Monday 22 October 2018

Aer Lingus threatened with industrial action over 'breach' of agreement

Aer Lingus
Aer Lingus

Paul Neilan

Aer Lingus has been warned of industrial action by an emergency motion from the Fórsa trade union conference, over a "breach" of its collective agreement between workers and management.

The first-ever conference of the trade union's services and enterprise division voiced its discontent with the airline for "unilaterally withdrawing" from an internal dispute-resolution mechanism and fire a warning shot to the airline over its decision to leave in what it says amounts to a "breach" of agreed collective bargaining practises.

Yesterday, in Galway, union delegates heard from Fórsa National Secretary Angela Kirk, who said the union "reserves the right to take whatever action we deem appropriate in order to ensure compliance with this collective agreement".

The process, known as the Internal Dispute Resolution Board (IDRB), was established by Aer Lingus management request in 2016 but the company is now accused of walking away from the procedure because "it simply is not getting what it wants".

The IDRB is used as a mechanism of early resolution to avoid individual cases requiring the intervention of state bodies, such as the Labour Relations Court.

"Alterations to a collective agreement require the agreement of the parties and Fórsa does not accept that Aer Lingus can unilaterally alter a collective agreement. Fórsa will continue to refer appropriate cases to the IDRB," she said.

Divisional chair and Aer Lingus worker Gillian White said the IDRB had been working for both management and staff.

"It is with great regret and considerable anger that I have to report to you that my own employer, Aer Lingus, has, in the last short while, unilaterally walked away from the IDRB that we established. It was working and we were happy to have established a more effective voice for workers in the company.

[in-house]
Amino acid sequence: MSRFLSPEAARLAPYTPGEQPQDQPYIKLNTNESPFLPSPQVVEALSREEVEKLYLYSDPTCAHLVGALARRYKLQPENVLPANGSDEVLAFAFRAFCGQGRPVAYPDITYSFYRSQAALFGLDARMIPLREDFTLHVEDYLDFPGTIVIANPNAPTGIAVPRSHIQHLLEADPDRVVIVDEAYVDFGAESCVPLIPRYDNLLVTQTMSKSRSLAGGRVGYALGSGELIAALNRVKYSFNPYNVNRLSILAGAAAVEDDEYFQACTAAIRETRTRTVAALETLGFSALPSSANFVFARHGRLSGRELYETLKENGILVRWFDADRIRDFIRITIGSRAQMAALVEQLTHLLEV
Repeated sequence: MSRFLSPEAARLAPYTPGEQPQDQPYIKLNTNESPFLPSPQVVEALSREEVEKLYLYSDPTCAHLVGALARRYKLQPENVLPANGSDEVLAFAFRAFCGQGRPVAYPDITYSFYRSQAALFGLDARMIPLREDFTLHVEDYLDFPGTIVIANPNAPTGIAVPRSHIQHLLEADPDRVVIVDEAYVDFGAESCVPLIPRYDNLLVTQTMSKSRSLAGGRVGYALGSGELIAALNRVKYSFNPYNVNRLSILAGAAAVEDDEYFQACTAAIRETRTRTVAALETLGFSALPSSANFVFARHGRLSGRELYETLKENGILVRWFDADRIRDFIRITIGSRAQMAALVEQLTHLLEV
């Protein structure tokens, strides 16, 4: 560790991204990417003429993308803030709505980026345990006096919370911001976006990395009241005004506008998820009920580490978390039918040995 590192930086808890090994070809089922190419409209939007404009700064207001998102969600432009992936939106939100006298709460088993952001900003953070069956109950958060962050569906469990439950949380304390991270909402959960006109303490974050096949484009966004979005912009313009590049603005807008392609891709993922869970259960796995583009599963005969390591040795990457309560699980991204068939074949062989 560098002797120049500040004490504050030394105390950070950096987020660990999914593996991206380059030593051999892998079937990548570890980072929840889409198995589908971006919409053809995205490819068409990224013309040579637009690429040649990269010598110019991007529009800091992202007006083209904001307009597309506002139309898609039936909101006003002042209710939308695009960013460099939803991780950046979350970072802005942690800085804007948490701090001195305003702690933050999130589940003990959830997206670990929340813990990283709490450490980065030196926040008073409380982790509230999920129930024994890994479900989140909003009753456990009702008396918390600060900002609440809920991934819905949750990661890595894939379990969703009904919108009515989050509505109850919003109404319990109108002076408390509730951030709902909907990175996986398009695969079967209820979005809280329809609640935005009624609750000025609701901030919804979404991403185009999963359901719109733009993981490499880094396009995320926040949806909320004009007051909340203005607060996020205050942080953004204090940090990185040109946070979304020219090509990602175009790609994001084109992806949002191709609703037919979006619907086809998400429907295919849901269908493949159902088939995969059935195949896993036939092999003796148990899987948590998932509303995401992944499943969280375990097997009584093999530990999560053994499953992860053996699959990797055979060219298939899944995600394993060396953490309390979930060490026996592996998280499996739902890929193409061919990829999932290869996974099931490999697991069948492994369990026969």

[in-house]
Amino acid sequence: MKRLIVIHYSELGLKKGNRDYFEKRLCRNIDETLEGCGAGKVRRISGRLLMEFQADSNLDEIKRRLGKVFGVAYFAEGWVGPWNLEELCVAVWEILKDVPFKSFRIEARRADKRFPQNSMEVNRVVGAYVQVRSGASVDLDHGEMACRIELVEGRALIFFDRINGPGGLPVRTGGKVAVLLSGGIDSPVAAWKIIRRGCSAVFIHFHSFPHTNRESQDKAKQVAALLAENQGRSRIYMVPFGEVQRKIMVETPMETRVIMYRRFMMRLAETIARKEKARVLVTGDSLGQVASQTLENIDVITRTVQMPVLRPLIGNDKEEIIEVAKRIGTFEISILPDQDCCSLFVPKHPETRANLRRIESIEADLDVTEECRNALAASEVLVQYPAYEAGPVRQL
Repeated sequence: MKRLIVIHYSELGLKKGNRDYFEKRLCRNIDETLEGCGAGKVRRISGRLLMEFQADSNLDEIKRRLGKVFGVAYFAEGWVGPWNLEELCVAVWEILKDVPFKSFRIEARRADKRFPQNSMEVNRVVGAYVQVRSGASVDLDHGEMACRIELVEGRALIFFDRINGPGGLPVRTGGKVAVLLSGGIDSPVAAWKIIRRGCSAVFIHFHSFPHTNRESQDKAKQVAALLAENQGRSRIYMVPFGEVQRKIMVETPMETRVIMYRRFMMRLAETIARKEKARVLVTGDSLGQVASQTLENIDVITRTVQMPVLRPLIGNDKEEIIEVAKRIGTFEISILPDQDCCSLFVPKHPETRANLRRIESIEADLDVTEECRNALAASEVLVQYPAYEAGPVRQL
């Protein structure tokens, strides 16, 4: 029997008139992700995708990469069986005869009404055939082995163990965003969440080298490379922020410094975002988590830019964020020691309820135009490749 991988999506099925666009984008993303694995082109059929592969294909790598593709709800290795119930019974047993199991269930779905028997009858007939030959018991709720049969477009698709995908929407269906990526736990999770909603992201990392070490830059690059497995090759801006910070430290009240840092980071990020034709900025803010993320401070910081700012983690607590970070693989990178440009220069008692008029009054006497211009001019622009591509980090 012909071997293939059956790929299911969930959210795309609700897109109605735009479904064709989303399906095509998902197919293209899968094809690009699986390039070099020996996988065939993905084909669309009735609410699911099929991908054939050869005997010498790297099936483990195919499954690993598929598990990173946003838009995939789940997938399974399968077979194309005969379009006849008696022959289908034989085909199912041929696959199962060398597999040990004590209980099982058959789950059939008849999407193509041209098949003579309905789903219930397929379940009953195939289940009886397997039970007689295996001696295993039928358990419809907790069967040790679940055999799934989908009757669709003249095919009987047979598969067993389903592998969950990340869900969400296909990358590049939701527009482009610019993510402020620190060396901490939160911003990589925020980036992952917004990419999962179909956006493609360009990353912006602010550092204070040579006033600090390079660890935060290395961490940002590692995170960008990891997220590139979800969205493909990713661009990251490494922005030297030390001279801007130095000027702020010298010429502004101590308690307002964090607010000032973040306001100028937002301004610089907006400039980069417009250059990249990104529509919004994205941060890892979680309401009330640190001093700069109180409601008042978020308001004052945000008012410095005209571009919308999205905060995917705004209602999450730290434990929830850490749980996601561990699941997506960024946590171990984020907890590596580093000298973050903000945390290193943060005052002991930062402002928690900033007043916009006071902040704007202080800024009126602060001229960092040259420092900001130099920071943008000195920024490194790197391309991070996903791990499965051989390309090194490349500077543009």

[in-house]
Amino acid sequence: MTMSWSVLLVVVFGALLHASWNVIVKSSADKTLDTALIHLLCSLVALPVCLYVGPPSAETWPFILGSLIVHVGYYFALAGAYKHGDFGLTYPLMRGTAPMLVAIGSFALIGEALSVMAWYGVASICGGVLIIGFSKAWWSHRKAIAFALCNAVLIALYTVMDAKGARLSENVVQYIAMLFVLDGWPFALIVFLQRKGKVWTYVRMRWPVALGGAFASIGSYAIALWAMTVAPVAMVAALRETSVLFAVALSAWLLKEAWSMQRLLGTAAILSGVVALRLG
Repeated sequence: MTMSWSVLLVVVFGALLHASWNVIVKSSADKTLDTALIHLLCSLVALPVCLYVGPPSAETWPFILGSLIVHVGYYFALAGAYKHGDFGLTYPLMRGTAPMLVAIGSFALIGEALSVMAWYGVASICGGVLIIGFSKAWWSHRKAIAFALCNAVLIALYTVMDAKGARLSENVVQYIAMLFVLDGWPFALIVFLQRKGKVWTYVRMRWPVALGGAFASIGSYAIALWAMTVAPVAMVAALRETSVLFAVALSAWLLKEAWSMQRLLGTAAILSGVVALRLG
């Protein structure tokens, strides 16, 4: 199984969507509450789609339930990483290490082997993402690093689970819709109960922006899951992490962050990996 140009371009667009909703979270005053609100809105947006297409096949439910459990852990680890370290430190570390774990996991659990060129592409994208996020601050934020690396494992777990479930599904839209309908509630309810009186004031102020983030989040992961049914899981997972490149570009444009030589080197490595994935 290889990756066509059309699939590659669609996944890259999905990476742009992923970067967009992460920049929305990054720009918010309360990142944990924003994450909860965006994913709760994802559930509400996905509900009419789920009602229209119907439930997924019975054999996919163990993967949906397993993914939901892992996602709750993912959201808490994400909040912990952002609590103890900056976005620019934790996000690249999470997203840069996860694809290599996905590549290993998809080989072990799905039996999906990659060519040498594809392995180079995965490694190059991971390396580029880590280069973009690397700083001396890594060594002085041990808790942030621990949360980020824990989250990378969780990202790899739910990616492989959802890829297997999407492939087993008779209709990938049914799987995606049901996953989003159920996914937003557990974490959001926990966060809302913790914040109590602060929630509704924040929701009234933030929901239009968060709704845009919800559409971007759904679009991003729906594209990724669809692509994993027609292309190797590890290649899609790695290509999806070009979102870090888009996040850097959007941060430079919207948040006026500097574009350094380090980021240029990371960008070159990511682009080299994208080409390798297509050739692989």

"We felt there was more of a chance that management would start to listen," she said.

"They have walked away, in my view, because they were simply not getting their way on every single issue.

"We see this as a fundamental breach. It's inevitable that if this unnecessary and ill-advised act is not reversed it will be more difficult to conduct productive industrial relations and deal constructively with the conflicts that inevitably arise in this highly competitive sector." she warned.

Parallels were drawn between Aer Lingus and notoriously anti-union airline Ryanair when she spoke of "the challenge of increased competition, new regulatory regimes, structural changes and the threat of privatisation".

"It is clear that pilot shortages, coupled with the long-standing and courageous campaign of our [aviation union] Ialpa branch are what drove Ryanair to talk to this union at the end of last year," she said to the sustained applause of gathered delegates.

IDRBs have become a common forum in a number of state companies, including Dublin Air Authority, the Irish Aviation Authority and Coillte.

Following a March 9 letter from Aer Lingus announcing its intention to withdraw from the IDRB process, the emergency motion was tabled at a conference at Galway's Clayton Hotel yesterday afternoon, when 100-odd delegates approved a motion that the divisional executive "take what steps it deems appropriate to ensure Aer Lingus honour the terms of this agreement".

The Services and Enterprises division of Fórsa represents 6,000 workers with a strong representation from the aviation sector.

Fórsa came into being in January of this year and is an amalgamation of the Impact union, the Civil, Public and Services Union (CPSU) and the Public Services Executive Union (PSEU), representing some 80,000 members in all.

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